It seems self-evident that giving is a good thing. But there are profound arguments against a social stress on giving, many of them couched in the language of justice. In this book, scholars from a variety of fields associated with philanthropy discuss the moral issues surrounding efforts to do good. The chapters are arranged in five parts: "Important Exemplars," "Deciding Whom to Help," "Issues for Religious Communities," "The Importance and Insufficiency of Charity," and "Retrospect and Prospect."
The contributors are David M. Craig, Elliot N. Dorff, David C. Hammack, Amy A. Kass, John Langan, S.J., Paul Pribbenow, Paul G. Schervish, David H. Smith, William M. Sullivan, Philip Turner, and Patricia H. Werhane.
“It seems self-evident that giving is a good thing. But there are profound arguments against a social stress on giving, many of them couched in the language of justice. In this book, scholars from a variety of fields associated with philanthropy discuss the moral issues surrounding efforts to do good. The chapters are arranged in five parts: “Important Exemplars,” “Deciding Whom to Help,” “Issues for Religious Communities,” “The Importance and Insufficiency of Charity,” and “Retrospect and Prospect.””
“Besides helpful editorial material, this work includes ten papers that were presented in a seminar sponsored by the Center on Philanthropy at Indiana Univ. (part of the IU School of Liberal Arts at Indiana Univ.-Purdue Univ. Indianapolis). All of the essays address philanthropy—its definition, relationships, motives, forms, history, and precepts. Amy Kass discusses what philanthropy meant to Booker T. Washington: largely education in black self-help. What it meant to Jane Addams, Paul Pribbenow explains, is the common work of citizens. Secular standards for the morality of philanthropy are the subject of essays by Patricia Werhane and Paul Schervish, and by David Craig in the best of the essays. Religious standards for the moral aspects of philanthropy are the subject of essays by Elliot Dorff (Jewish), Philip Turner (Protestant), and John Langan (Catholic). David Hammack provides a fascinating history of American nonprofit organizations. The final essay by William Sullivan gives readers reason to worry because American inequality is increasing at the same time that effective, democratically based philanthropy is decreasing. Those who can learn much from this book include not only philanthropic givers and takers, such as foundation executives, college administrators, and church leaders, but also moral philosophers, theologians, and government officials. Summing Up: Recommended. Lower-level undergraduates and above; general readers.”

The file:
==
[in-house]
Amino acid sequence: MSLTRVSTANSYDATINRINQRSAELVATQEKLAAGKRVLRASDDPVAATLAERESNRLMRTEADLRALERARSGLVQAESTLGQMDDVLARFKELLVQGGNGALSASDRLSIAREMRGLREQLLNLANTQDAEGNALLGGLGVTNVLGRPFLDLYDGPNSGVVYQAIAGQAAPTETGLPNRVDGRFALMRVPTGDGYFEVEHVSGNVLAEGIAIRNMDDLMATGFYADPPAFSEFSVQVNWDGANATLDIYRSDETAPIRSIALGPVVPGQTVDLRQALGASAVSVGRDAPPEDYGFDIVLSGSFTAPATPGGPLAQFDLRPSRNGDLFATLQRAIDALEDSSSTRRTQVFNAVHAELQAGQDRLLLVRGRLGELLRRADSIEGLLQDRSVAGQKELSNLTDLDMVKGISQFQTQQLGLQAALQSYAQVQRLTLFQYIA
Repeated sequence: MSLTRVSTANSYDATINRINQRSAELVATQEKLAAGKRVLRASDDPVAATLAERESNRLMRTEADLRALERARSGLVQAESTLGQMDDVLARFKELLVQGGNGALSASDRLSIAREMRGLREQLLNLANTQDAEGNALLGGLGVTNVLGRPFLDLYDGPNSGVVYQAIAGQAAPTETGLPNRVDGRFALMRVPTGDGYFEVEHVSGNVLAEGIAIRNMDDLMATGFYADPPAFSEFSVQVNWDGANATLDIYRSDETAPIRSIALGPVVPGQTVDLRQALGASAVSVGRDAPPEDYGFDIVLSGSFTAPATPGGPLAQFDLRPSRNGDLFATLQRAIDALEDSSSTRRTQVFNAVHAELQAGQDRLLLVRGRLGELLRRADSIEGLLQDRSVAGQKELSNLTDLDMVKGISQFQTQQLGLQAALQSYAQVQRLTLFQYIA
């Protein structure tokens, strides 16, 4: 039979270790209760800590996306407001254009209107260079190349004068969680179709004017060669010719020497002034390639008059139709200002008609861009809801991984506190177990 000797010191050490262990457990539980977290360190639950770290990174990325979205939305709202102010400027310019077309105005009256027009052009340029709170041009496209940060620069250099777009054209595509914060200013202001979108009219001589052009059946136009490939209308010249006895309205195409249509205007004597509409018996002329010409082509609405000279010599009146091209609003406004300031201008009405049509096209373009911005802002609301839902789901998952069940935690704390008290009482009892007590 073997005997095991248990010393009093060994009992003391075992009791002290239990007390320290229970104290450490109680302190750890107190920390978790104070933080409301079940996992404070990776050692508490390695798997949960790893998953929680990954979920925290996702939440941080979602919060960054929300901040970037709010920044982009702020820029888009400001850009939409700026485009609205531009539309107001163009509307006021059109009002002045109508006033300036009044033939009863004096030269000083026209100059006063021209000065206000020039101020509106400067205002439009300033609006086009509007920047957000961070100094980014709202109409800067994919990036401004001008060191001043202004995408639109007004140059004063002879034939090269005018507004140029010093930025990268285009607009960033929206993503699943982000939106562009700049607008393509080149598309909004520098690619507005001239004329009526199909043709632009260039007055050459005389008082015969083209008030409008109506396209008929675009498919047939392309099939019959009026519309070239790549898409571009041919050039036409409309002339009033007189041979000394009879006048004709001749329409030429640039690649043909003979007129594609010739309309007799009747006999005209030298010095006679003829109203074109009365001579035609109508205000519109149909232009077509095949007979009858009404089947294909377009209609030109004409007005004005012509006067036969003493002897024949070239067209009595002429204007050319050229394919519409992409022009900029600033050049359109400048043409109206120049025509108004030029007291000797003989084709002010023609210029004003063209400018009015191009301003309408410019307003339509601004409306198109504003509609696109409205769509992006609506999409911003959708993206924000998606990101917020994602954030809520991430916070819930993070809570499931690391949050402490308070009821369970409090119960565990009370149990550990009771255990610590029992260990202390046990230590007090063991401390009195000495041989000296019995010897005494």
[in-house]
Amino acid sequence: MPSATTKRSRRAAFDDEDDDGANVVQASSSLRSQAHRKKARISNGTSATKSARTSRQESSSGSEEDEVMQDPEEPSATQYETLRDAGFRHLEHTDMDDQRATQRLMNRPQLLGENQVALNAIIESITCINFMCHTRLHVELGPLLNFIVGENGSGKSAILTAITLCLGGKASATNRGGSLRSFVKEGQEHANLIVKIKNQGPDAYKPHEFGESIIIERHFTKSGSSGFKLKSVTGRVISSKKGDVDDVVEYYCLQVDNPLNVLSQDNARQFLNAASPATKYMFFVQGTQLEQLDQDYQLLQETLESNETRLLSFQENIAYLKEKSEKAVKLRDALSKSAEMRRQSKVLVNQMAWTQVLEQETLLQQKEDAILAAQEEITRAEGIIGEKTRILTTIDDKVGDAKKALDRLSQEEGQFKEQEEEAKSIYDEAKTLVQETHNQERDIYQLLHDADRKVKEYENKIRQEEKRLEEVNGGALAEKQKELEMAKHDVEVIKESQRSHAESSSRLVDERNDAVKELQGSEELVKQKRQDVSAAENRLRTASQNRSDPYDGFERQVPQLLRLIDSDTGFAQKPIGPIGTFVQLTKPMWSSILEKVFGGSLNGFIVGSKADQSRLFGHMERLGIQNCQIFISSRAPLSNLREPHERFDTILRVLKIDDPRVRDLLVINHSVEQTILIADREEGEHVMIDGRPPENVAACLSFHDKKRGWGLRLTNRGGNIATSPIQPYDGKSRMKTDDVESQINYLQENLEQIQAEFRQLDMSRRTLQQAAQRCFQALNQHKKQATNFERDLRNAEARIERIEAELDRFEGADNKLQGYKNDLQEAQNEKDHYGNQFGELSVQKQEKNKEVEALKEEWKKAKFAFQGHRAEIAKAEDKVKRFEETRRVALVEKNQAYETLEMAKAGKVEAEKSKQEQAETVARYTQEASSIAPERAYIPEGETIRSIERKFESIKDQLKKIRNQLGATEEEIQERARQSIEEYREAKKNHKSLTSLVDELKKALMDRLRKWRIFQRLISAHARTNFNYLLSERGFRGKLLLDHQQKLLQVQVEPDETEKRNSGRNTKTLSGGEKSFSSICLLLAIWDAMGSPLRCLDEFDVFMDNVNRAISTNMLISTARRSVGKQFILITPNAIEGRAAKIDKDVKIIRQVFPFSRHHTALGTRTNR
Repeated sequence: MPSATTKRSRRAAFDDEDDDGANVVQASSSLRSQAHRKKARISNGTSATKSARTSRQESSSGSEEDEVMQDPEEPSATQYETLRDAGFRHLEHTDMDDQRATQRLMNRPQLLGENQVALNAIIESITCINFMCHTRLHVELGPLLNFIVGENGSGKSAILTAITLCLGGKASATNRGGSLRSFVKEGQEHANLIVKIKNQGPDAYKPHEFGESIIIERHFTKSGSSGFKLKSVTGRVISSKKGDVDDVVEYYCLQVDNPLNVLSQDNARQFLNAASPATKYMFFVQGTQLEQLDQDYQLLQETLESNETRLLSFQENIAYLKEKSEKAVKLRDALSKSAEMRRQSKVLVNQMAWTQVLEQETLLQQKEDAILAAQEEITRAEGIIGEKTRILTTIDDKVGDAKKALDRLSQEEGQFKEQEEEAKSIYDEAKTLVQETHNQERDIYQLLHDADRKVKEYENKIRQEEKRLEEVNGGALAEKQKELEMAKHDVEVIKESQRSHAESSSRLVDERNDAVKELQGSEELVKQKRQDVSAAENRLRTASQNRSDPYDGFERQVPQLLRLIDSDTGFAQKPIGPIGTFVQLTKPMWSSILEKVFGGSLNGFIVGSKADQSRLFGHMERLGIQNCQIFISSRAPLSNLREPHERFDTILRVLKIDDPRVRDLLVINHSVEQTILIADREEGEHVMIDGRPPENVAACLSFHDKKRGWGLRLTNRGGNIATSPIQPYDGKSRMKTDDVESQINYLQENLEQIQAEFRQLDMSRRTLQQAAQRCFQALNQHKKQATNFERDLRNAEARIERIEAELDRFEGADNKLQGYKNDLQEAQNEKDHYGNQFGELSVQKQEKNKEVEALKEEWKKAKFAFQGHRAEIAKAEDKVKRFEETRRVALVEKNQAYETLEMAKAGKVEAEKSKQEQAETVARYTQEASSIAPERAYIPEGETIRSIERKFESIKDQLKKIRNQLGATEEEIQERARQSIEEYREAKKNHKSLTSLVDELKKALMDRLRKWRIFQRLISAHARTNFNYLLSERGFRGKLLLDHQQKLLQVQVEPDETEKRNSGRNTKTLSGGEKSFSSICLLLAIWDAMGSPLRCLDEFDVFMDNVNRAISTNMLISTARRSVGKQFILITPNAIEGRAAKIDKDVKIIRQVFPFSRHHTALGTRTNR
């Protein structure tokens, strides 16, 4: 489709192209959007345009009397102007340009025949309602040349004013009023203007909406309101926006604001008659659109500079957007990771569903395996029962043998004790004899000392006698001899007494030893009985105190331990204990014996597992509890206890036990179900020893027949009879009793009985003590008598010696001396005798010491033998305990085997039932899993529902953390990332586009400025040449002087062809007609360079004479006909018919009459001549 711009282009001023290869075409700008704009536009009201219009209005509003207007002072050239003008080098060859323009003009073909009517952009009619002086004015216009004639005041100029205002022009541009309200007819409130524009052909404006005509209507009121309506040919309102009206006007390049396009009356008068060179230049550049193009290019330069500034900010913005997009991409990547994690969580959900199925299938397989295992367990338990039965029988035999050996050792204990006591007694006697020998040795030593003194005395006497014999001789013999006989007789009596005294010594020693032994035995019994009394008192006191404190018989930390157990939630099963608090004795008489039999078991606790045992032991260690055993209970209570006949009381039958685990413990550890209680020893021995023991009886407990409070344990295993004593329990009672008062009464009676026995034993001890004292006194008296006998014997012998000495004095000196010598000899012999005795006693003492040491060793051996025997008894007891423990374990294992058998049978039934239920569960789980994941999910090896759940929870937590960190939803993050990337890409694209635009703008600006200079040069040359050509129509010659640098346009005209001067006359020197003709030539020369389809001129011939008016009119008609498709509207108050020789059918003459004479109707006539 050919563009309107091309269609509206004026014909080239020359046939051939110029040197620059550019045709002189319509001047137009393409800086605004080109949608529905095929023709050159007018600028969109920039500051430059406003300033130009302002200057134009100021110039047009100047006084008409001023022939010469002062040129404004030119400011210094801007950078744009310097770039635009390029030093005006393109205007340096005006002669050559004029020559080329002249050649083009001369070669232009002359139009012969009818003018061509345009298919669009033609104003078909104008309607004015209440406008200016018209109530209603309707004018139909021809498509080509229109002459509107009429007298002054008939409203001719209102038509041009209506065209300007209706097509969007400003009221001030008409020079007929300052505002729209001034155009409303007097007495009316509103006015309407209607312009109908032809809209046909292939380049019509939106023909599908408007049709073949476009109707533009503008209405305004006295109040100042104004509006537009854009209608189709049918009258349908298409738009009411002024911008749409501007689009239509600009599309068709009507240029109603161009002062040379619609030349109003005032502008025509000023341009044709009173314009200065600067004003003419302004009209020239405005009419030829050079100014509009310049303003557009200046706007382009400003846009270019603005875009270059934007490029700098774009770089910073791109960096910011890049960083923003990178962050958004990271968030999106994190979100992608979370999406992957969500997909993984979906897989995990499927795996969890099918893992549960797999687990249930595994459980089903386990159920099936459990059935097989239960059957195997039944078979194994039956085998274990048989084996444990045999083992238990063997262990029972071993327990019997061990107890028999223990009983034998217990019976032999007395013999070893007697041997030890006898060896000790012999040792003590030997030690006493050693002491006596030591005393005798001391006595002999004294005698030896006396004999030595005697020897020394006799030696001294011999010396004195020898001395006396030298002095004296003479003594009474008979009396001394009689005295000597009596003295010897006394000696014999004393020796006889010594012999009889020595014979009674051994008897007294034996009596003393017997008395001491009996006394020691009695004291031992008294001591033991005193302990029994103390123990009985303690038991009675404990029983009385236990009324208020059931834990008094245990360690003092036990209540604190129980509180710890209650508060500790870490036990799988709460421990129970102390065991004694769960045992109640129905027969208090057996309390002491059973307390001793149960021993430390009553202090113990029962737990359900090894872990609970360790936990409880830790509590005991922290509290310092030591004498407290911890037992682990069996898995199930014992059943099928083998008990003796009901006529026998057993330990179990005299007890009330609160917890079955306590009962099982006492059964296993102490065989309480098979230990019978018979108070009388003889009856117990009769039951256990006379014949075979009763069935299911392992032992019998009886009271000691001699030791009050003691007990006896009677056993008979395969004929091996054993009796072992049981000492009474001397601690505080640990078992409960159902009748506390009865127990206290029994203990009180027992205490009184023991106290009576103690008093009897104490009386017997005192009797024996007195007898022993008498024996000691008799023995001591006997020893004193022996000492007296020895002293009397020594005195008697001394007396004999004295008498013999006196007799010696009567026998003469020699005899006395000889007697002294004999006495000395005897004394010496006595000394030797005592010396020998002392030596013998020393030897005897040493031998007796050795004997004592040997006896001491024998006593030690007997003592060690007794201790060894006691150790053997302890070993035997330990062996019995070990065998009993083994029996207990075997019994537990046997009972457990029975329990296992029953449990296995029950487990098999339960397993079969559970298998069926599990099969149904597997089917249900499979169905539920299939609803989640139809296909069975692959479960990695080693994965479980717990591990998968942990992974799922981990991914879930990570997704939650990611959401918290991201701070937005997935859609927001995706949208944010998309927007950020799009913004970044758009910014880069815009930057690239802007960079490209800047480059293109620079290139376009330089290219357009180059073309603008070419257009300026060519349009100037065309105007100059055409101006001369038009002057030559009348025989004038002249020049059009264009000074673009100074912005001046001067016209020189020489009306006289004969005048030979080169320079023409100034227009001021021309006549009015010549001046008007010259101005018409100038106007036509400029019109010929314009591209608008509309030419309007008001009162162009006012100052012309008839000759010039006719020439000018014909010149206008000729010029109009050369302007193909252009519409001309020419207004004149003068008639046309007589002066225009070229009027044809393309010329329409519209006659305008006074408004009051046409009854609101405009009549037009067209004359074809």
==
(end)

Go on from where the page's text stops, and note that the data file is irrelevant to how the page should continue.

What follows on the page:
— J. M. Betz, Villanova University , 2006jan CHOICE
“Although some readers may find certain essays more valuable to them at different times than do others, this book should be read and reflected on by all who take the subject of philanthropy seriously. ”
— Nonprofit and Voluntary Sector Quarterly
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Table of Contents
Introduction: Doing Good David H. Smith
I. Important Exemplars
1. The Invisible Gifts of Booker T. Washington Amy A. Kass
2. Common Work: Jane Addams on Citizenship and Philanthropy Paul Pribbenow
II. Deciding Whom to Help
3. The Give and Take of Philanthropy David M. Craig
4. Focused Fairness in Philanthropy Patricia H. Werhane
III. Issues for Religious Communities
5. Nonprofits and Morals: Jewish Perspectives and Methods for Resolving Some Commonly Occurring Moral Issues Elliot N. Dorff
6. Philanthropy's Inconstant Friend, Religion Philip Turner
IV. The Importance and Insufficiency of Charity
7. The Sense and Sensibility of Philanthropy as a Moral Citizenship of Care Paul G. Schervish
8. Philanthropy, Charity, Subsidiarity, and Solidarity: A Basis for Understanding Philanthropy in Catholic Social Teaching John Langan, S. J.
V. Retrospect and Prospect
9. Donors, Intermediaries, and Beneficiaries: The Changing Moral Dynamics of American Nonprofit Organizations David C. Hammack
10. Philanthropy in Question William M. Sullivan
Postscript: An Ongoing Conversation David H. Smith